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4 Answers

Best method to de-ice (de-frost) wing?

Asked by: 9620 views
General Aviation, Student Pilot

-During a preflight inspection, if I find a small amount of frost on the wing of my airplane...what is the best way to "de-ice" (remove frost) THE WING?  I have never had to do this before, so I am seeking some advice.

I've heard either Glycol or a little bit of rubbing alcohol can be sprayed on the wings.  Then what?  Just rub it off GENTLY with a towel or nylon bristle brush?

-Also, when is it appropriate to use pitot heat?  When visible moisture is present?

If you find frost on your aircraft's wings during preflight...would you necessarily turn on the pitot heat prior to...and during...taxi? 

When flying into a cloud,  would you always want to turn on the pitot heat...or does it depend on the temperature?

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4 Answers



  1. Paul Tocknell on Dec 14, 2010

    Several good questions here.  

    Let me recommend three good resources for you to read before answering your questions.

    You should never take off with frost on your wings.  Recent studies have shown that even light amounts of frost can have serious detrimental effects on lift. 

    The absolute best and easiest way to “de-ice” your wing from frost is to warm it up in a hangar if one is available. Once the frost starts melting, make sure to wipe down the wing with a towel or chamois so it doesn’t re-freeze in critical areas once you take it out of the hangar.  You can also arrange with your FBO to apply de-icing chemicals (Type I, II) but that can be very expensive.  

    Pitot Heat:  As a general rule, I use it any time I’m in any kind of visible moisture regardless of the temperature.  You never know where you might pick up icing.  I’ve picked up serious rime ice on the edge of a summer thunderstorm once.  Many airplanes have been lost (I know one personally) because the pilot simply forgot to turn the pitot heat on.  Most “large” airplanes make the pitot heat an yellow item on the annunciator panel which means it is required to be on for every flight. 

    If I find frost on my wing during preflight, then yes, I would use pitot heat during the taxi out to make sure the pitot tubes were clear.  Taking off with a frozen pitot tube will happen at least once to you during your flying career…just hope it’s not into solid IFR!  

    I leave you with the immortal truths of Osborn:

    Robert Osborn FAA Aviation News

    If you are having a hard time reading the caption to this Robert Osborn illustration that appeared in FAA Aviation News, it says “Your lift can be lost to that old devil frost”.  Make sure you always have a CLEAN WING before takeoff.  No exceptions!

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  2. Lance on Dec 15, 2010

    As usual, everything Paul said is right on.  I just wanted to add a few things I have picked up from Alaska winters.  Obviously gets very cold in the winter and we have a fair amount of snow and frost to deal with.  Snow, absolutely none is allowable, however frost that fits between the wing covers and the wings is typically considered flyable.  The other thing you want to watch for is whether conditions aloft will allow the frost to sublimate off as you are flying, (same principle as to why if you get into icing conditions descending is not always the only solution).  Also the way most pilots up here clean frost and excess snow off of their wings is a clean, soft bristle, push broom, since hangar space comes at a very high premium.  Hope this helps.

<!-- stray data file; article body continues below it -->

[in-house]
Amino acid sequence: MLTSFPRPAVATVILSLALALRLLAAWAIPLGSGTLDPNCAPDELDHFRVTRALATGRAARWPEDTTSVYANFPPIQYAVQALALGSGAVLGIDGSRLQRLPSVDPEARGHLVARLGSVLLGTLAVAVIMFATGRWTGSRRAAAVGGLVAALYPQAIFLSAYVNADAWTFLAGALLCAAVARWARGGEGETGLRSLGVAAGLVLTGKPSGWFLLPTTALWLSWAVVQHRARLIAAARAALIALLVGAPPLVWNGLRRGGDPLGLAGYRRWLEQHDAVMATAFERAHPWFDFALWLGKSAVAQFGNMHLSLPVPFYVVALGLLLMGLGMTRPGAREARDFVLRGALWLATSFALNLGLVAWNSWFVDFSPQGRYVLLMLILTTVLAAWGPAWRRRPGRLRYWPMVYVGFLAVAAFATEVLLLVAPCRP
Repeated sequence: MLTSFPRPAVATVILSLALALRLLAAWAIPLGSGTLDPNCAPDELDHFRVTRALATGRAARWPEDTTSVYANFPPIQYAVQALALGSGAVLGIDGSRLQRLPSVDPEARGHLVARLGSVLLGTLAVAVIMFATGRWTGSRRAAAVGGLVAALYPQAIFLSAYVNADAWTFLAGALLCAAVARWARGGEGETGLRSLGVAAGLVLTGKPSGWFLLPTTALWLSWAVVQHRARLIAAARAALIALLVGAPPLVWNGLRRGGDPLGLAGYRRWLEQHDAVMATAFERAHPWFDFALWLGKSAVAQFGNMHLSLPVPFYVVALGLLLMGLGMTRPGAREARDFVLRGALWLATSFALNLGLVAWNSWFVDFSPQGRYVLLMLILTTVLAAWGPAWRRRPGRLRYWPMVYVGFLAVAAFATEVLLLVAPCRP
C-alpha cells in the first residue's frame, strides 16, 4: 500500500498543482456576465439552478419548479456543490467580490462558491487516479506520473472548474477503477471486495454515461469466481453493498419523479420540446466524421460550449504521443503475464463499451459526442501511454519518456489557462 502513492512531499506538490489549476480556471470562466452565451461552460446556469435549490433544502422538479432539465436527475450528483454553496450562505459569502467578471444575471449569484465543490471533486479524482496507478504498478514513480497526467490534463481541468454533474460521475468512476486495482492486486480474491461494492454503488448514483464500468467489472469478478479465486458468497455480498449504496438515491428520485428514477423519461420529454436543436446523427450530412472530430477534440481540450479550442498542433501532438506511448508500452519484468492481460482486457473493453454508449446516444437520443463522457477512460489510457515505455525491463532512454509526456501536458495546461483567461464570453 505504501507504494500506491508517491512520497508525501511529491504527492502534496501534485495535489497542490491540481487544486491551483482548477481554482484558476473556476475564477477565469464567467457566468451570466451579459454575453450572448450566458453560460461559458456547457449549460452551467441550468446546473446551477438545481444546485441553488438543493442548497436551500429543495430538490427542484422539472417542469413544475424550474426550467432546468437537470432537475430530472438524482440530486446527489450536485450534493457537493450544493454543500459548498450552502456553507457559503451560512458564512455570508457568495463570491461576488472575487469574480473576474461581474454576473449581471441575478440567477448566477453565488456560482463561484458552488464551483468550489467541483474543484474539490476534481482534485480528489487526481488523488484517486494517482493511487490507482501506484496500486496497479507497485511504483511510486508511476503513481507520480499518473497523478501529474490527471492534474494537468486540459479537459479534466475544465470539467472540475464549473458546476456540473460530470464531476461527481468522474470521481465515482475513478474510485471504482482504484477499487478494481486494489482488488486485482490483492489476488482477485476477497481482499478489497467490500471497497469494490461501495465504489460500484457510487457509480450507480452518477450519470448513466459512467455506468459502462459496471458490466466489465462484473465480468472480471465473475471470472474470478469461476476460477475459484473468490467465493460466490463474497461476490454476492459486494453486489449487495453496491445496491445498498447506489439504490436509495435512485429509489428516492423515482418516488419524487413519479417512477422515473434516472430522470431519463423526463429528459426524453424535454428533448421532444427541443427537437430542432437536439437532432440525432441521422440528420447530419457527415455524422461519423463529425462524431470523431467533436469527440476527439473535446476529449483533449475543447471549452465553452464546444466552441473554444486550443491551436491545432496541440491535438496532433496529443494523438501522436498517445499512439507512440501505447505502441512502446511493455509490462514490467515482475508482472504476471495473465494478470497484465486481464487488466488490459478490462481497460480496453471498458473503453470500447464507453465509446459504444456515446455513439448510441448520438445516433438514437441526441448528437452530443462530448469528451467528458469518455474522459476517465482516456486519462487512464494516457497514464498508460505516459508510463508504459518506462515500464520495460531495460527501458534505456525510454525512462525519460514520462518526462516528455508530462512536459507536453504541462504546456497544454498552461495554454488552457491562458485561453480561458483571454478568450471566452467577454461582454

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  3. Tracy Rhodes on Dec 18, 2010

    I’ll third Paul’s answer and add a few items of interest.
    Transport category aircraft can actually take off with a little frost on the wings – but the catch is that it can only be on the bottom of the wing. The fuel left in the tanks after a long flight can often be extremely cold. If the destination airport is in a humid location it is not unusual for the humidity to condense and form frost on the bottom of the wings where the fuel tanks are located. A thin layer(1/8″) in those locations is acceptable – but none is acceptable on the top of the wings, tail or engine inlets.
    It is also permissible to have a thin layer of hoar frost – thin enough to see through – on the top of the fuselage as long as it doesn’t extend down the fuselage as far as the windows. If it does, the plane must be de-iced. Being practical, if it’s on the fuselage it’s probably on the wings and the plane will be de-iced ‘just in case’. 
    Transport aircraft turn on the pitot heat before engine start and leave it on until engine shutdown. Additional heat to the engine inlets and the wing leading edges is applied if there is visible moisture and the outside temperature is below 10 C(50 F). 
    The first question at the hearing will be “Why didn’t you…” 

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  4. Jerry Hope on Jan 07, 2011

    I defrosted an airplane one day by parking it behind a small jet and  it’s engines at idle thrust. The whole plane was clean in a few minutes, but the catch is how often is this available as most jets fire up and leave. Naturally I had the pilot’s permisson and briefed him that I was taxing around behind him at at safe distance and to keep power at idle. The exhaust fumes were a little strong!

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